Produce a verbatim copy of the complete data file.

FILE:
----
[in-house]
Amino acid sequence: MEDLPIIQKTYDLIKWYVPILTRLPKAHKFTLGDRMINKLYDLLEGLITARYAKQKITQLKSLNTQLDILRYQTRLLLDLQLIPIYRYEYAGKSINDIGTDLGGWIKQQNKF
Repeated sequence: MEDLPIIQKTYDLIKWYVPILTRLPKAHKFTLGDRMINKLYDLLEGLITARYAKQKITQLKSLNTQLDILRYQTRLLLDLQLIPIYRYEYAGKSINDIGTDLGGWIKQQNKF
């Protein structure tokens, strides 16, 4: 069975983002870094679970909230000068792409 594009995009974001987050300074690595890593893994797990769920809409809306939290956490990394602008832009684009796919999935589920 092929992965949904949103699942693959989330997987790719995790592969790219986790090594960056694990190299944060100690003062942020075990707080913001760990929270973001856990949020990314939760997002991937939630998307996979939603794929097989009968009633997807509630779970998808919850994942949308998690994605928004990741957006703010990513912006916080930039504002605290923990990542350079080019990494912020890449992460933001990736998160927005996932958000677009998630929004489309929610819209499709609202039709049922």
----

[in-house]
Amino acid sequence: MEDLPIIQKTYDLIKWYVPILTRLPKAHKFTLGDRMINKLYDLLEGLITARYAKQKITQLKSLNTQLDILRYQTRLLLDLQLIPIYRYEYAGKSINDIGTDLGGWIKQQNKF
Repeated sequence: MEDLPIIQKTYDLIKWYVPILTRLPKAHKFTLGDRMINKLYDLLEGLITARYAKQKITQLKSLNTQLDILRYQTRLLLDLQLIPIYRYEYAGKSINDIGTDLGGWIKQQNKF
């Protein structure tokens, strides 16, 4: 069975983002870094679970909230000068792409 594009995009974001987050300074690595890593893994797990769920809409809306939290956490990394602008832009684009796919999935589920 092929992965949904949103699942693959989330997987790719995790592969790219986790090594960056694990190299944060100690003062942020075990707080913001760990929270973001856990949020990314939760997002991937939630998307996979939603794929097989009968009633997807509630779970998808919850994942949308998690994605928004990741957006703010990513912006916080930039504002605290923990990542350079080019990494912020890449992460933001990736998160927005996932958000677009998630929004489309929610819209499709609202039709049922």